YouTube’s comments section has a bad reputation. It’s even been called “the worst on the internet,” and a reflection of YouTube’s overall toxic culture, where creators are rewarded for outrageous behavior — whether that’s tormenting and exploiting their children, filming footage of a suicide victim, promoting dangerous “miracle cures” or sharing conspiracies, to name a few high-profile examples. Now, the company is considering a design change that hides the comments by default.
The website XDA Developers first spotted the test on Android devices in India.
Today, YouTube’s comments don’t have a prominent position on its mobile app. On both iOS and Android devices, the YouTube video itself appears at the top of the screen, followed by engagement buttons for sharing, liking, disliking, downloading and saving the video. Below that are recommendations from YouTube’s algorithm in a section titled “Up Next.” If you actually want to visit the comments, you have to scroll all the way to the bottom of the page.
In the test, the comments have been removed from this bottom section of the page entirely.
Instead, they’ve been relocated to a new section that users can only view after clicking a button.
The new Comments button is found between the Thumbs Down and Share buttons, right below the video.
It’s unclear if this change will reduce or increase user engagement with comments, or if engagement will remain flat — something that YouTube likely wants to find out, too.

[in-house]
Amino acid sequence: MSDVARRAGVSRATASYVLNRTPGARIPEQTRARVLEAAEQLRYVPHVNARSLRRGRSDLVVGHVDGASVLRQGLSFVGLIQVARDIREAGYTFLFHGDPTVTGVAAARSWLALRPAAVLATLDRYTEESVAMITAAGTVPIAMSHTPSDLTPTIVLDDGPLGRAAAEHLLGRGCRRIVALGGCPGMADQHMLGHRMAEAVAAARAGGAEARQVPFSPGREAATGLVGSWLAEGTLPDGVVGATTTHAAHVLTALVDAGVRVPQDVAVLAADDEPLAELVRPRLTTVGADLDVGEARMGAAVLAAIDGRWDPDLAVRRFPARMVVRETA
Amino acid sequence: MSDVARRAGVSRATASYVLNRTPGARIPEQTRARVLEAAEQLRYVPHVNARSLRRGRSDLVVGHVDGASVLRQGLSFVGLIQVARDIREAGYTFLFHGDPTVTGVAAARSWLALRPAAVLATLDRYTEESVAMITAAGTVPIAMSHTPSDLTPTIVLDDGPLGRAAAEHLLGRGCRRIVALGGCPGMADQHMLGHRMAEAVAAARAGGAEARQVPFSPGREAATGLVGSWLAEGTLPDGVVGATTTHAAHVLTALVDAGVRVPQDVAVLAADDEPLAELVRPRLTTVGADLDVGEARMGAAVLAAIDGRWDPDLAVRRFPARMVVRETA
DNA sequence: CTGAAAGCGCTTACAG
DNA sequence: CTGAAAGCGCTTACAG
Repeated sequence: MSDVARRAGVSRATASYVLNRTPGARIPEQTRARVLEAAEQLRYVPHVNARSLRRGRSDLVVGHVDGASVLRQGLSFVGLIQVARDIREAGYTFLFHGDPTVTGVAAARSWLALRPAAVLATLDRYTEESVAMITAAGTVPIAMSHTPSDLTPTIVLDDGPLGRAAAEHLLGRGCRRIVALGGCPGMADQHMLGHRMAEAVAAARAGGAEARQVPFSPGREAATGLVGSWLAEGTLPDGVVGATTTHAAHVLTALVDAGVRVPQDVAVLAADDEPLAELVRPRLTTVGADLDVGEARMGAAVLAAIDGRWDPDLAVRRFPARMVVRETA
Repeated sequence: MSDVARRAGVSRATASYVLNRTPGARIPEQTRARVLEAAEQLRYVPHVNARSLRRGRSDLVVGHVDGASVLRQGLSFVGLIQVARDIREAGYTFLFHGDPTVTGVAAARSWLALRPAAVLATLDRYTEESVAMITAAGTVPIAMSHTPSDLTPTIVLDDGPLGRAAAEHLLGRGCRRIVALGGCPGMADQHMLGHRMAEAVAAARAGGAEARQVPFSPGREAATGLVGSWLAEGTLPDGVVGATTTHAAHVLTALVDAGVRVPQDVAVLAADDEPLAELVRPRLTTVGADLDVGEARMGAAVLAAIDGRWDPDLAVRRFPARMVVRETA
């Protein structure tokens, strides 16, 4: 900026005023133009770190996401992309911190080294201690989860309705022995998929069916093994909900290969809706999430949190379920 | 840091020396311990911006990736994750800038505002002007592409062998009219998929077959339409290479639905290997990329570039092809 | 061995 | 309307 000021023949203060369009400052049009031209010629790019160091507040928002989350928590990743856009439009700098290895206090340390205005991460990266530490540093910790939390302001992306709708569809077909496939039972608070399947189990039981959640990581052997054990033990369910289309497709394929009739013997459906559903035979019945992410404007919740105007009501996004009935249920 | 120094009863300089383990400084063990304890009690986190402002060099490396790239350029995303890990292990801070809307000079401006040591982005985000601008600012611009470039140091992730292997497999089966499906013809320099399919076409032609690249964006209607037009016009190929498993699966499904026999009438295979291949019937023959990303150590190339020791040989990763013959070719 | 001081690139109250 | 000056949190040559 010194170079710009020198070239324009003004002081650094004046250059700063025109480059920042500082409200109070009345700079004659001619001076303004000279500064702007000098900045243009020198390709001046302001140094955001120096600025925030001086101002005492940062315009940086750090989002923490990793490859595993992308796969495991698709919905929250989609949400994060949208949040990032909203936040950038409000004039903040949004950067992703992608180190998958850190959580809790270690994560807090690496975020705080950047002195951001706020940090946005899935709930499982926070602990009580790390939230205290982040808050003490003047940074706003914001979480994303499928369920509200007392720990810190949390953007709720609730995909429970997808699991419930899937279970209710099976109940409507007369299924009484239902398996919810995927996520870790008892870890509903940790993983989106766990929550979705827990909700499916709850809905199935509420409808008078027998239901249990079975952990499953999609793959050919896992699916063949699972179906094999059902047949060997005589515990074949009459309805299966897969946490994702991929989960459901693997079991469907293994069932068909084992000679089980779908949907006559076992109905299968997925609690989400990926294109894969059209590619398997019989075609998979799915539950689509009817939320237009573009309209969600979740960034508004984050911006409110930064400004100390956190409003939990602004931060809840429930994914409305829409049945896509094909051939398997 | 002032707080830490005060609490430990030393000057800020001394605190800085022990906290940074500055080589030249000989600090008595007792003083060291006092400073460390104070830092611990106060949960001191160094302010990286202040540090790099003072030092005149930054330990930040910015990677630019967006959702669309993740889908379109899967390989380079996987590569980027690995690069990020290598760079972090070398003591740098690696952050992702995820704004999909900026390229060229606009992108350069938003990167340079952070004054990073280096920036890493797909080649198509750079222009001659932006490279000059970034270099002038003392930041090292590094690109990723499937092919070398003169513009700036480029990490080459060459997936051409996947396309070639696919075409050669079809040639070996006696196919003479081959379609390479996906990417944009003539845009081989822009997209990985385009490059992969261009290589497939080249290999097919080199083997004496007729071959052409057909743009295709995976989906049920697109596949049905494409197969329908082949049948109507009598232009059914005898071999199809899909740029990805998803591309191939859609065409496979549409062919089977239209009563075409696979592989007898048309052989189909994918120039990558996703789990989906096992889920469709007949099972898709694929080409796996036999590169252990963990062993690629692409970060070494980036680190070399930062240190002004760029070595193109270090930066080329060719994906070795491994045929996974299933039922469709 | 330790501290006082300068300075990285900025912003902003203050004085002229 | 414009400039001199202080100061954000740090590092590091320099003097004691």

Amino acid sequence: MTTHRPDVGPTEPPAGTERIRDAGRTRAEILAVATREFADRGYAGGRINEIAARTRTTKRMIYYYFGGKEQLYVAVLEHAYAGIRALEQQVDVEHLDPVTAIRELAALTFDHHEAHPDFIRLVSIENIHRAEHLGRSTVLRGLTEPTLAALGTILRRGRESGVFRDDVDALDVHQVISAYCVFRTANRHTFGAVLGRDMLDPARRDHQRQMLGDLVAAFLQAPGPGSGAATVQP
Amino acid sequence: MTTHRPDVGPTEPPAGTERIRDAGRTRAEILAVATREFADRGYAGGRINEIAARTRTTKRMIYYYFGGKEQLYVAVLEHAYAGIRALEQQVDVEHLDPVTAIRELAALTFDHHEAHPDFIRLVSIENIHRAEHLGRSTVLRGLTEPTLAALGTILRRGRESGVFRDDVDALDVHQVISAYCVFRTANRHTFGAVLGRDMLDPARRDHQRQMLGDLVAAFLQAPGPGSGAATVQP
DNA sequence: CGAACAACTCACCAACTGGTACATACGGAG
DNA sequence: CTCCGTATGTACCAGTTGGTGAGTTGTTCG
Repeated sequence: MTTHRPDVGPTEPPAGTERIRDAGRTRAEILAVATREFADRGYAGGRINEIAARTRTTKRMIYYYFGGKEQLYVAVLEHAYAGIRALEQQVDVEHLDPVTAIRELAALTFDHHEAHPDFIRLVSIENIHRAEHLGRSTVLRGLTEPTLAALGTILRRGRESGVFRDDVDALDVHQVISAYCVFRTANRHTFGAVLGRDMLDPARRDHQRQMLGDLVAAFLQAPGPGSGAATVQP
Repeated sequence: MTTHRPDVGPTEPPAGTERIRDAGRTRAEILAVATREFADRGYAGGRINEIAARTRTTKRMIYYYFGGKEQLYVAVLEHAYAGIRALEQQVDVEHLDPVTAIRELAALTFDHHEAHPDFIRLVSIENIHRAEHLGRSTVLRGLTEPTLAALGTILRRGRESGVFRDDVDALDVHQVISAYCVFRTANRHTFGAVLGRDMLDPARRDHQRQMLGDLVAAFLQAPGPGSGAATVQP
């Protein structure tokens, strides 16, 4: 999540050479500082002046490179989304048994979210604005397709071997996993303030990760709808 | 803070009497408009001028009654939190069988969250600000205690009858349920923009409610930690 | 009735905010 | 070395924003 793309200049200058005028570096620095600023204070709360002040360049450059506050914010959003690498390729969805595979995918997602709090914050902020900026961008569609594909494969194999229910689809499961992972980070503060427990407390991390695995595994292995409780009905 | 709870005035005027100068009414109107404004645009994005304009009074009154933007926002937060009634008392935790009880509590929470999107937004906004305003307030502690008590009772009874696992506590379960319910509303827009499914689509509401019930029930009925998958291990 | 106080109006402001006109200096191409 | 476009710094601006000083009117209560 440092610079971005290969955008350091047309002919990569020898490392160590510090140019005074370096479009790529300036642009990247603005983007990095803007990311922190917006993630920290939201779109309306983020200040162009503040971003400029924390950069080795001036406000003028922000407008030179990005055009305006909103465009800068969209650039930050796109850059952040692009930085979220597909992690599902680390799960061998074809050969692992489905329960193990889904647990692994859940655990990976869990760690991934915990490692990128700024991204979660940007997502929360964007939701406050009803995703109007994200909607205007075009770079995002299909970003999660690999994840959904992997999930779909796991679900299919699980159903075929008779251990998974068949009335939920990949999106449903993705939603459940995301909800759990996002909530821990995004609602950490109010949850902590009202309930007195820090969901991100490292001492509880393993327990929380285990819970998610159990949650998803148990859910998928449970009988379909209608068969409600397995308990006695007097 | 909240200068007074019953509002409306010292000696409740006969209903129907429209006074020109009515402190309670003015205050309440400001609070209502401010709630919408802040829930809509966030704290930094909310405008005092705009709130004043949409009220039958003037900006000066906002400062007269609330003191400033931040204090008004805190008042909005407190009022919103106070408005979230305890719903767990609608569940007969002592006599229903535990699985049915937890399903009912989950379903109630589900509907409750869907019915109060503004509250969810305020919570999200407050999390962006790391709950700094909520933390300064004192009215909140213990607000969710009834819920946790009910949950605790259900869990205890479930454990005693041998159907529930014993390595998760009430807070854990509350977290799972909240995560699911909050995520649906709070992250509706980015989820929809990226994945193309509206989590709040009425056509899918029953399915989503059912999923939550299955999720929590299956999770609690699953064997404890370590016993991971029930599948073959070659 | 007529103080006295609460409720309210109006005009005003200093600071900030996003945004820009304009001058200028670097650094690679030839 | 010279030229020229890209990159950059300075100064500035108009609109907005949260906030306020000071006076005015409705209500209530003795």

The change comes at a time when YouTube’s comments section has been discovered to be more than just the home to bullying, abuse, arguments and other unhelpful content, but also a tool that was exploited by pedophiles. A ring of pedophiles had communicated through the comments to share videos and timestamps with one another.
YouTube reacted then by disabling comments on videos with kids. More recently, it’s been considering moving kids content to a separate app. (Unfortunately, it will never consider the appropriateness of having built a platform where young children can be put on public display for the whole world to see.)
A YouTube spokesperson confirmed the Comments test, in a statement, but downplayed its importance by referring to it as one of many small experiments the company is running.
“We’re always experimenting with ways to help people more easily find, watch, share and interact with the videos that matter most to them,” the spokesperson told TechCrunch. “We are testing a few different options on how to display comments on the watch page. This is one of many small experiments we run all the time on YouTube, and we’ll consider rolling features out more broadly based on feedback on these experiments.”
TechDesk Report GTM